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Is the right to engage in scientific inquiry a fundamental right?
I am curious as to whether there is any precedent in the U.S. regarding the level of scrutiny applied to 14th amendment claims against statutes that hinder a person's ability to engage in scientific research. In particular, whether the courts have deemed the right to engage in science as "inherent in the concept of ordered liberty" or "deeply entrenched in our country's morals and traditions." It seems plausible to me that a case could be made for this, which would raise the level of scrutiny above rational basis.
There is some precedent for claiming a right to free scientific inquiry. For example, the primary holding of Miller v. California, 413 U.S. 15 is that "Speech that is obscene and thus lacking First Amendment protection must be without serious literary, artistic, political, or scientific value" (note the omission of commercial speech). In Meyer v. Nebraska, 262 U.S. 390, the court overturned a law banning teaching children foreign languages, finding th
There is some precedent for claiming a right to free scientific inquiry. For example, the primary holding of Miller v. California, 413 U.S. 15 is that "Speech that is obscene and thus lacking First Amendment protection must be without serious literary, artistic, political, or scientific value" (note the omission of commercial speech). In Meyer v. Nebraska, 262 U.S. 390, the court overturned a law banning teaching children foreign languages, finding that such a law "invades the liberty guaranteed by the Fourteenth Amendment", and observing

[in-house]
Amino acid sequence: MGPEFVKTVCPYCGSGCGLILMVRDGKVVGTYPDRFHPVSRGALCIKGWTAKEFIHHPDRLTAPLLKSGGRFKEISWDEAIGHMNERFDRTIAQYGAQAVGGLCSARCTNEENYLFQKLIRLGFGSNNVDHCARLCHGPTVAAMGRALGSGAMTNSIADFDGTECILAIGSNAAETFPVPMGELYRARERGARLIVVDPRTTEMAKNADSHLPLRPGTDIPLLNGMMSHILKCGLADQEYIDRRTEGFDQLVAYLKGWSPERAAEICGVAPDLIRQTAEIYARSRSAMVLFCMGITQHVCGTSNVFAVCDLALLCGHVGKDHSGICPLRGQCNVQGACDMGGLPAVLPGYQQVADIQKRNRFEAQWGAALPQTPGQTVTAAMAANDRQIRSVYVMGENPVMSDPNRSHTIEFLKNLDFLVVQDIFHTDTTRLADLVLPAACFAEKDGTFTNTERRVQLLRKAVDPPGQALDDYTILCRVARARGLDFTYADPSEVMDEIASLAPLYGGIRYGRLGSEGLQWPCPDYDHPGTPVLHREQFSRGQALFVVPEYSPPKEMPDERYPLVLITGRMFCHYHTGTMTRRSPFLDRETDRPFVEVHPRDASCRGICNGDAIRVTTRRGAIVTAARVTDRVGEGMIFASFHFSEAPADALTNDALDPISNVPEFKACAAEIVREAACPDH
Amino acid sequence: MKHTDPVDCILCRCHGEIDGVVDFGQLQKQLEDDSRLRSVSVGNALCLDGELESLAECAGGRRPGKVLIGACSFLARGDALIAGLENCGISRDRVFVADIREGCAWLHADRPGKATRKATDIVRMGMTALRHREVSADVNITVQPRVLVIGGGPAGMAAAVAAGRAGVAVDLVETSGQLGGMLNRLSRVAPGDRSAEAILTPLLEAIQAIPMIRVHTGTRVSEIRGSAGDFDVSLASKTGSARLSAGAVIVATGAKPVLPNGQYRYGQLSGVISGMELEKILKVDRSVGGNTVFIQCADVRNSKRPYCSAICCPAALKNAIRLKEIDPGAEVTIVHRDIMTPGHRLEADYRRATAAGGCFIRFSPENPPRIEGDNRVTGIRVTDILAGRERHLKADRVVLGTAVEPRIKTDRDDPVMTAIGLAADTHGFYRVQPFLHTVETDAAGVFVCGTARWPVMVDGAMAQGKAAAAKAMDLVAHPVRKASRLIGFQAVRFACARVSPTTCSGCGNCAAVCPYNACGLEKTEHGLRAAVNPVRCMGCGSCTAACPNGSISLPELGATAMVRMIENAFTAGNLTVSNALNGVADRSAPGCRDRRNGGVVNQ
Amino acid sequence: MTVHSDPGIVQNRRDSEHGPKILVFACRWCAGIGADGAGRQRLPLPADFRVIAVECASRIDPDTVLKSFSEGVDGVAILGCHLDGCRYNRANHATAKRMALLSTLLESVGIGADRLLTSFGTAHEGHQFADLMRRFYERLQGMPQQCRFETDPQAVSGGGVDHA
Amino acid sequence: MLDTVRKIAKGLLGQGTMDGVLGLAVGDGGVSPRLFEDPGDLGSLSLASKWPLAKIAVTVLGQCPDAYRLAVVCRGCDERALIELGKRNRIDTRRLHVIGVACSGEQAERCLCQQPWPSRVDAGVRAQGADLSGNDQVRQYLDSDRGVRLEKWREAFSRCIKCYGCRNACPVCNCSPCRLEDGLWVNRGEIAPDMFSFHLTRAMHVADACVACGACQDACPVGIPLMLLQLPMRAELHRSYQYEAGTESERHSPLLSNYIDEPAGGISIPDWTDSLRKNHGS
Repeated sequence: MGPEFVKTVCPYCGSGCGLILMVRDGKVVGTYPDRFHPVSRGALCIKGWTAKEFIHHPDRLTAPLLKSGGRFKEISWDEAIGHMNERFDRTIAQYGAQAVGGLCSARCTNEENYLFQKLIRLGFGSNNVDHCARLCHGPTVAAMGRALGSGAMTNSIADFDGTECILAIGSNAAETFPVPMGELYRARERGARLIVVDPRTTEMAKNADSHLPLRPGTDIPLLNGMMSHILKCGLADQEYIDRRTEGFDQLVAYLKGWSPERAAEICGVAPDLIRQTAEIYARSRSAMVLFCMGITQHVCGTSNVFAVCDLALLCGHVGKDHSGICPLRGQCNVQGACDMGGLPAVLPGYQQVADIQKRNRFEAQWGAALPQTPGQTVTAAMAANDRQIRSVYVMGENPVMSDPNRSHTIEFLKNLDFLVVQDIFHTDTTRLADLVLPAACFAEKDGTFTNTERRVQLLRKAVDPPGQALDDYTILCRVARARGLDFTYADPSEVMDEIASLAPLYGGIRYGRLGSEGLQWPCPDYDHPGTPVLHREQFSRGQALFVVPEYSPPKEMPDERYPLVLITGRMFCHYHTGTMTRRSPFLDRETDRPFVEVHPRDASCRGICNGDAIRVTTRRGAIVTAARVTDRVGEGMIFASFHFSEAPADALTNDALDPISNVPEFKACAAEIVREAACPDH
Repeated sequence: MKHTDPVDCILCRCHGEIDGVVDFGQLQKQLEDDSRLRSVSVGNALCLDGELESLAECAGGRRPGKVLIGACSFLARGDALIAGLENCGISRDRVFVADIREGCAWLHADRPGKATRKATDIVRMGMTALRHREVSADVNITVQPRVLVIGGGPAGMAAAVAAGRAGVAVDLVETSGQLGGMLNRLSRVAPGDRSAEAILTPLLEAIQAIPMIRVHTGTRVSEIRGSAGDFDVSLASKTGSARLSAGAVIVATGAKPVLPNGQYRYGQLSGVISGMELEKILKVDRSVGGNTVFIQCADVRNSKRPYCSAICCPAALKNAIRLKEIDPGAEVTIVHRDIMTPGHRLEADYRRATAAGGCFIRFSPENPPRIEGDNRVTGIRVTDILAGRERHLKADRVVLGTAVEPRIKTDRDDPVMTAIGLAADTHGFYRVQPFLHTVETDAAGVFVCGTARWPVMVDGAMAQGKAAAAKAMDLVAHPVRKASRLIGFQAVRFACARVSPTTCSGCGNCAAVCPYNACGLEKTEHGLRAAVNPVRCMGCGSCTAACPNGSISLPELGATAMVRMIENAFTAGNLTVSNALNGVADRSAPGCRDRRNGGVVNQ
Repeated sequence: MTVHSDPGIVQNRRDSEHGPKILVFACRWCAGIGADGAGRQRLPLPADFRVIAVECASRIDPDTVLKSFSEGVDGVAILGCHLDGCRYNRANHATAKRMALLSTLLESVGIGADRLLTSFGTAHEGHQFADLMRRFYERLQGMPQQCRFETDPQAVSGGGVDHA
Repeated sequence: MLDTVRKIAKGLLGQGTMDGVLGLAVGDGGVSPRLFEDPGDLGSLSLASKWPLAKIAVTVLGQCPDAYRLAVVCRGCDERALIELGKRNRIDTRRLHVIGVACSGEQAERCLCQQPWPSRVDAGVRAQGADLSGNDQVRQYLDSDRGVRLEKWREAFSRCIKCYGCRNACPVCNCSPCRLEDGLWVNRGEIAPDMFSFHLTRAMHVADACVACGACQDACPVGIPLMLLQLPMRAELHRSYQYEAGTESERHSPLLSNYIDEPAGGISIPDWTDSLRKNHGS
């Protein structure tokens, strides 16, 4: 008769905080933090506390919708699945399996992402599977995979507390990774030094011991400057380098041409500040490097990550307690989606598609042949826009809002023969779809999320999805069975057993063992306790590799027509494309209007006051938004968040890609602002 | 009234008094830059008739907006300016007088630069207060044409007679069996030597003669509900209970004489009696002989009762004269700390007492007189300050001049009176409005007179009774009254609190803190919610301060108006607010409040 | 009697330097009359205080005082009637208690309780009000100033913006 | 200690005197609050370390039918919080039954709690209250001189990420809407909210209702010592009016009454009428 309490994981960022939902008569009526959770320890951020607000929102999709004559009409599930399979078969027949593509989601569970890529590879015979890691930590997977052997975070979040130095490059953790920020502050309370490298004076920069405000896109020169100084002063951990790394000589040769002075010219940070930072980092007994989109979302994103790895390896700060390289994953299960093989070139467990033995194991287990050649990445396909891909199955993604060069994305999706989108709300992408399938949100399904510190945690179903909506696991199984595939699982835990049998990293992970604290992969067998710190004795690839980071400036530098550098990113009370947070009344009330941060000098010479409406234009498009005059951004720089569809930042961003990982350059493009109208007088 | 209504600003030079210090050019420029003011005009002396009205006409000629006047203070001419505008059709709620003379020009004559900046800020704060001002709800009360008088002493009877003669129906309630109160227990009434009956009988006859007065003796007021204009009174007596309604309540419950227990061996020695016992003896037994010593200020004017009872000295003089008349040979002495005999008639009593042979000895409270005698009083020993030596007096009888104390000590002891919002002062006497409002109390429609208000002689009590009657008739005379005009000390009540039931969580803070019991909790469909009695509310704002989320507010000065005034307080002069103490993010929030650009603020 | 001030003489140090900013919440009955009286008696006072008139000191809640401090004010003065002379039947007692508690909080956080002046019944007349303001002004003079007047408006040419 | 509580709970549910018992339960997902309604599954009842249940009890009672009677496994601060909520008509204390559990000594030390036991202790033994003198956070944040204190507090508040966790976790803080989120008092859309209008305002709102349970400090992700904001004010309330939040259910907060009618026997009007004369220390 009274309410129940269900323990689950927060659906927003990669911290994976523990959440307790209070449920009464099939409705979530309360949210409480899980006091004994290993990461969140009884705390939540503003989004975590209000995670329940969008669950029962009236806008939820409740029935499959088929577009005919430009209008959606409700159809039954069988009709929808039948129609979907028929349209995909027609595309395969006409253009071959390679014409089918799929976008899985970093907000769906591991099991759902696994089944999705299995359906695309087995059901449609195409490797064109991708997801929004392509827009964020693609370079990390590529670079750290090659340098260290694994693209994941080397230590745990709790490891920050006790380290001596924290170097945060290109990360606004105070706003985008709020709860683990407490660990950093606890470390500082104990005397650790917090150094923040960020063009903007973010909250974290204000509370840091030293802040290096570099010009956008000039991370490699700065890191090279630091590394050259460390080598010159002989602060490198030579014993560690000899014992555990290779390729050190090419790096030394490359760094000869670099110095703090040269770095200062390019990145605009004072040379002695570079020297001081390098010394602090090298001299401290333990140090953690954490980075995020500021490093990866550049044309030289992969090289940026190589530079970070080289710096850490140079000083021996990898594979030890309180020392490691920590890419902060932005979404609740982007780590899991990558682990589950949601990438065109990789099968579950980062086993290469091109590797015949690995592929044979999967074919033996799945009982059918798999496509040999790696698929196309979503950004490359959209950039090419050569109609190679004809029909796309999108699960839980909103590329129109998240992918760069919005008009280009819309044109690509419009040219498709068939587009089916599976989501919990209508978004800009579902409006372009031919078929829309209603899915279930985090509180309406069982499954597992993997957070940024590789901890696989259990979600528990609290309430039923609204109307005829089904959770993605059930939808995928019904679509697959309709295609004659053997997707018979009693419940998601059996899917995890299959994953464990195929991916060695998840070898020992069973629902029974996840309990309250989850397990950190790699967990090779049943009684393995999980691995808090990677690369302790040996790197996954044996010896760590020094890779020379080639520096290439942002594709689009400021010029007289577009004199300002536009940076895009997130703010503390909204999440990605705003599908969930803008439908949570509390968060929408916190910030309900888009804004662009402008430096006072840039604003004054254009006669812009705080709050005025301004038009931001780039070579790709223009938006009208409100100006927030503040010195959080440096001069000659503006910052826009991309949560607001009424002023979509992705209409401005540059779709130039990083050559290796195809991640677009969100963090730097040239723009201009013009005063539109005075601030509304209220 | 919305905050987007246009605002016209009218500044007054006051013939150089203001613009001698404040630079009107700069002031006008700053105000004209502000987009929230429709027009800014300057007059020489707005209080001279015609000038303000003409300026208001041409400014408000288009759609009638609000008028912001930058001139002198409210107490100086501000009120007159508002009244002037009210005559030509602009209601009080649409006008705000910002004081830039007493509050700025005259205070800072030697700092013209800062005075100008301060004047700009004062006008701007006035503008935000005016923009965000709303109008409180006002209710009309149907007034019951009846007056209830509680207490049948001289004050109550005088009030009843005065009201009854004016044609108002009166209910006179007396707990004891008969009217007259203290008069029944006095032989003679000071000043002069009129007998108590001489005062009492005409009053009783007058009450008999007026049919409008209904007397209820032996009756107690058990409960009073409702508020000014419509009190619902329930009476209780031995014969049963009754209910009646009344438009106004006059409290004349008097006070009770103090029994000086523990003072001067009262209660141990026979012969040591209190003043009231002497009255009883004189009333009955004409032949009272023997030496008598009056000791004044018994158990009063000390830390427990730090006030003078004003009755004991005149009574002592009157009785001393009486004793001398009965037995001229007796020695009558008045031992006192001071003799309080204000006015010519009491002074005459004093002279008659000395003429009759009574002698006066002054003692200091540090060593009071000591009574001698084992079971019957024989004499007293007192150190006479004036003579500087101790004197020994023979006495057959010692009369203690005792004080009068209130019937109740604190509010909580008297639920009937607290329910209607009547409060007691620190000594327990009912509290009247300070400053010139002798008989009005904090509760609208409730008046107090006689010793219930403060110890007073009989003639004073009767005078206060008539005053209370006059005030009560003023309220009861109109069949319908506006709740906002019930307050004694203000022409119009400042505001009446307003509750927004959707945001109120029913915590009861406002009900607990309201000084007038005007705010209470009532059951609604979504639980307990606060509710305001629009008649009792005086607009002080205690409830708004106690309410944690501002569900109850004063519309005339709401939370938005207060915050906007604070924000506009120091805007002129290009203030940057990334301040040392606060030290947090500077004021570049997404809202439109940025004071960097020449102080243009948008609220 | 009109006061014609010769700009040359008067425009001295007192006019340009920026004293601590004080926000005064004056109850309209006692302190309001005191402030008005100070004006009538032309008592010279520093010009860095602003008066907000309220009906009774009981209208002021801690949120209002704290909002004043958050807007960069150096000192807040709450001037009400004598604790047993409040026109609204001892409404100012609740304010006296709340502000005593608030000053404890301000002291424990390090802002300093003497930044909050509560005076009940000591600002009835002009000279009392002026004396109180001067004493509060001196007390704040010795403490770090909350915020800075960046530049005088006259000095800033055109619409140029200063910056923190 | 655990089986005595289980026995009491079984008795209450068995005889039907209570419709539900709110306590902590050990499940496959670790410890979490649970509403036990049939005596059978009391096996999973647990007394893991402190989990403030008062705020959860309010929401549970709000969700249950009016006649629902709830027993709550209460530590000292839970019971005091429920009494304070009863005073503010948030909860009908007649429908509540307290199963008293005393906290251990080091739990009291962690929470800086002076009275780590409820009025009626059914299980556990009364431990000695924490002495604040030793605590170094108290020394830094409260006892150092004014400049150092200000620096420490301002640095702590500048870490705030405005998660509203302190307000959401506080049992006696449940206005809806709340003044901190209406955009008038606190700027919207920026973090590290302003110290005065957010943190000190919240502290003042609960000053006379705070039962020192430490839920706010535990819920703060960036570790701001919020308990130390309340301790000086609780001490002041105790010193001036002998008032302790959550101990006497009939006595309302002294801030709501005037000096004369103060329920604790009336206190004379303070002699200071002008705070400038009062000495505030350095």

While this Court has not attempted to define with exactness the
liberty thus guaranteed, the term has received much consideration and
some of the included things have been definitely stated. Without
doubt, it denotes not merely freedom from bodily restraint, but also
the right of the individual to contract, to engage in any of the
common occupations of life, to acquire useful knowledge, to marry,
establish a home and bring up ch2018-10-22 02:01:25
There is no body of constitutional law to that effect.
In part, this is because the non-constitutional tradition of academic freedom is so great.
Once research is done, publication of that research has strong academic freedom protections, but there is no real case law suggesting that the scientific inquiry itself is protected.
For example, cases regarding whether stem cell research should be permitted are not argued in a manner that raises constitutional questions.2018-10-22 02:08:45